There exists a love for the fatherland which has its source principally in this unthought, disinterested, and undefinable feeling, which binds man’s heart to the places where he was born. This instinctive love is synonymous with the taste for old customs, with respect for ancestors and memory of the past; those who feel it cherish their country like one loves the paternal household. [. . .] Often this love for the fatherland is exalted further by religious zeal, and then one sees it achieve wonders. It is itself a kind of religion; one does not reason, one believes, one feels, one acts. [. . .]

Like all thoughtless passions, this love of country pushes one to great short-lived efforts rather than continuity of efforts. After having saved the State in a time of crisis, it often lets it wither in the peace.

When peoples are still simple in their customs and firm in their beliefs; when society rests gently upon an ancient way of things, whose legitimacy is not contested, one sees this instinctive love of the fatherland reign.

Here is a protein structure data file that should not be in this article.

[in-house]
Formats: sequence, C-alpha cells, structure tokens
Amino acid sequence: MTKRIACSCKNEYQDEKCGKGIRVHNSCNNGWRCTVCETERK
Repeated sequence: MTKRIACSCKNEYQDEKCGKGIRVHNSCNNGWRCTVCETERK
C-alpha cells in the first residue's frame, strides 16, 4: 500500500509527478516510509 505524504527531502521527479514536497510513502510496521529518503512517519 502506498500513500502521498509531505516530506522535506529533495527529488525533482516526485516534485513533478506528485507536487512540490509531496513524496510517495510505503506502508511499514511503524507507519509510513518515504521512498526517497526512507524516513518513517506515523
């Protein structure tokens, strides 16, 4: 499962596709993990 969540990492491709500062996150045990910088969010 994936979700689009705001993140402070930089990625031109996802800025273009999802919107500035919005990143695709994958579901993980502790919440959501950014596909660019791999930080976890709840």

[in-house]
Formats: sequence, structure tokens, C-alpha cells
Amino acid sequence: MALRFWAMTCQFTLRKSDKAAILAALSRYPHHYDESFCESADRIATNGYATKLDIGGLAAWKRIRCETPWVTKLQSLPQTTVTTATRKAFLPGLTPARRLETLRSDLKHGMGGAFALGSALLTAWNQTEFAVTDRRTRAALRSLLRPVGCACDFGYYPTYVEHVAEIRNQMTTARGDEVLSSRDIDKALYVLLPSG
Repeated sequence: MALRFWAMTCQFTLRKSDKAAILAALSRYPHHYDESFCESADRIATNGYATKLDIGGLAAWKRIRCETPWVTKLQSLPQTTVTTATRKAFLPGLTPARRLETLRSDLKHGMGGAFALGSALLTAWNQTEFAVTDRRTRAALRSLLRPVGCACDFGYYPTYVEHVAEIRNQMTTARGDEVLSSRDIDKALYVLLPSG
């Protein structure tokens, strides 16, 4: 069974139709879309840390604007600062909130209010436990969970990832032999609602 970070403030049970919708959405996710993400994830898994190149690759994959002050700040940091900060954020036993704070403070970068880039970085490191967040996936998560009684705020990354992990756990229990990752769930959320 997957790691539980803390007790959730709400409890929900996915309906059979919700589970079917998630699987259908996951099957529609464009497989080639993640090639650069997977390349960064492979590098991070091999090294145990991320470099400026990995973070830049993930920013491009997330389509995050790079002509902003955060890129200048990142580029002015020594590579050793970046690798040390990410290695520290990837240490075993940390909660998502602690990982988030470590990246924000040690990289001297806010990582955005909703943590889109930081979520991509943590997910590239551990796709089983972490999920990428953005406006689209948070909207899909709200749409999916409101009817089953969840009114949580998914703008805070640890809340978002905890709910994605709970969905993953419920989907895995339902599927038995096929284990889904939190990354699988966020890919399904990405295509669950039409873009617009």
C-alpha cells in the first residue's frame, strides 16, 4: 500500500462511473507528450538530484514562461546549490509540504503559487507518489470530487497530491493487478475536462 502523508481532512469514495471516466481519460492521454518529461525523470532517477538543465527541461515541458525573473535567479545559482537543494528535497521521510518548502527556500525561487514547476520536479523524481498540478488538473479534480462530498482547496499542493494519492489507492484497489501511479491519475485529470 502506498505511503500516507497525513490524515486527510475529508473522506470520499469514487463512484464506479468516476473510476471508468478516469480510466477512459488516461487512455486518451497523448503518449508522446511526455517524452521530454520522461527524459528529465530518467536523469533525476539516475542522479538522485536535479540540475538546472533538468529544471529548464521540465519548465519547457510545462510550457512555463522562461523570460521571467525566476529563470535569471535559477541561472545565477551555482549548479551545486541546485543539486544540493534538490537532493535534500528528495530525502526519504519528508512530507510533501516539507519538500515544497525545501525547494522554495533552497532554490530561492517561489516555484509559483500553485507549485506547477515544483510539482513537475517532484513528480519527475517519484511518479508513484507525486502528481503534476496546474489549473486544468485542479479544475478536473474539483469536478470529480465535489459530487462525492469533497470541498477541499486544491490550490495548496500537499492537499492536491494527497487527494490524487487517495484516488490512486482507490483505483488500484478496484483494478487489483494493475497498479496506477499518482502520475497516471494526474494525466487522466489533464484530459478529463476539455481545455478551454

There is another [patriotism] more rational than this; less generous, less ardent perhaps, but more fecund and more lasting; this one is born of enlightenment; it develops thanks to the laws, it grows with the exercise of rights and it ends, in a sense, by becoming synonymous with personal interest. A man understands the influence which the well-being of the country has on his own; he knows that the law allows him to contribute to producing this well-being, and he takes an interest in the prosperity of his country, first as something which is useful to him, and then as something which is own work. (353–54)

Whereas the government should cultivate the public’s patriotism, individual citizens in turn had a duty to participate in the body politic. Jury duty and township democracy, with the socialization and time they required, meant citizens would in effect buy into and come to identify with the political nation as a whole. This taught each citizen responsibility (407). In America according to Tocqueville, in a perhaps somewhat idealized fashion, patriotism then flowed upwards from the township through the state to the nation: “The public spirit of the Union is in a sense itself a summary of provincial patriotism” (250).

Tocqueville saw the decline of patriotism and the rise of individual selfishness as harbingers of national disaster:

I say that such nations [where patriotism and civic virtue have declined] are ready to be conquered. If they do not disappear from the world stage, it’s because they are surrounded by nations similar or inferior to themselves; it’s because there is still in them some sort of undefinable instinct for the fatherland, some thoughtless pride in the name they carry, some vague memory of past glory, which, without being attached to anything, is sufficient to imprint upon them if need be with an impulse to conserve. (158)